Polyurethane downstream southeast coastal chemical fiber enterprises are affected by Japan

"The shutdown of Kashima Port in the earthquake-stricken area caused the delay of contract delivery and reduced the supply of paraxylene." Recently, many purified terephthalic acid manufacturers in Zhejiang have received such notifications from Japanese companies. Affected by the devastating earthquake in Japan, many factories of Japanese companies such as Mitsui Chemicals, Mitsubishi Chemicals, and Maruzen Petroleum Company have been suspended. The production of p-xylene has fallen by nearly one million tons.
The business staff of Zhejiang Far East Chemical Fiber Group stated that the price of p-xylene was US$1,600 per ton the day before the earthquake, and it has now risen to US$1,830 per ton, an increase of nearly 15%.
This year, the pressure on the polyurethane industry is unprecedented: on the one hand, uncontrollable factors such as earthquakes have stimulated the price of upstream products to continue to rise, on the other hand, continuous losses in product operations. Some people have even compared the current predicament with the 2008 global financial crisis. Some analysts pointed out that in the context of high inventory and low profits in the downstream polyester plants of purified terephthalic acid, even if the purified terephthalic acid plant held high prices in March by virtue of its strength, it may be more difficult to continue to increase prices.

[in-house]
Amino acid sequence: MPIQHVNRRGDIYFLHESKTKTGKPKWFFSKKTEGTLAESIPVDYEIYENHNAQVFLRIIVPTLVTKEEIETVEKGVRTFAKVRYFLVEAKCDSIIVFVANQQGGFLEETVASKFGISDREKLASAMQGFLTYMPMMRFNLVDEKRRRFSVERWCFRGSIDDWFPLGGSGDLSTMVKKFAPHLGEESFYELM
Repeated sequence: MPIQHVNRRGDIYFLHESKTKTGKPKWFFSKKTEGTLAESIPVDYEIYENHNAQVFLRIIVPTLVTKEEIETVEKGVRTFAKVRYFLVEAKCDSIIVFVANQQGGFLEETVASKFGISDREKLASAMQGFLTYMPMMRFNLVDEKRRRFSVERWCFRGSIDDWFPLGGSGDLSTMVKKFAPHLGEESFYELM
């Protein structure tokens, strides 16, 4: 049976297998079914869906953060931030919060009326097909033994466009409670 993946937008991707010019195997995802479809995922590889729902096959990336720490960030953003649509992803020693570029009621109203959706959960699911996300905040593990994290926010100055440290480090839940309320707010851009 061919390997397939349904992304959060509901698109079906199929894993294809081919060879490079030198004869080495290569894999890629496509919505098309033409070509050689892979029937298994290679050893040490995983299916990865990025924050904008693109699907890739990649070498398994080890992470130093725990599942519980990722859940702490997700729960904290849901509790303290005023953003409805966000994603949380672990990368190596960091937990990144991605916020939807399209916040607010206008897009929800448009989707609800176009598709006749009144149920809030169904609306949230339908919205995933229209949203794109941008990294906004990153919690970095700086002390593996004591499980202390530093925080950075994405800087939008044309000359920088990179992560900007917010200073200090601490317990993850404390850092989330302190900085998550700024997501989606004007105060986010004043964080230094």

According to statistics from China Chemical Fiber Information Network, at present, polyester POY inventory is 10 to 15 days, polyester DTY inventory is about 20 days, and polyester FDY inventory is 15 to 20 days. Most polyester products have relatively meager profits, and some products have even suffered losses. In recent years, the pace of structural adjustment of my country's chemical fiber industry has been significantly accelerated, and significant results have been achieved. The industry has shown a tendency to focus on the market, large enterprises, and private enterprises.

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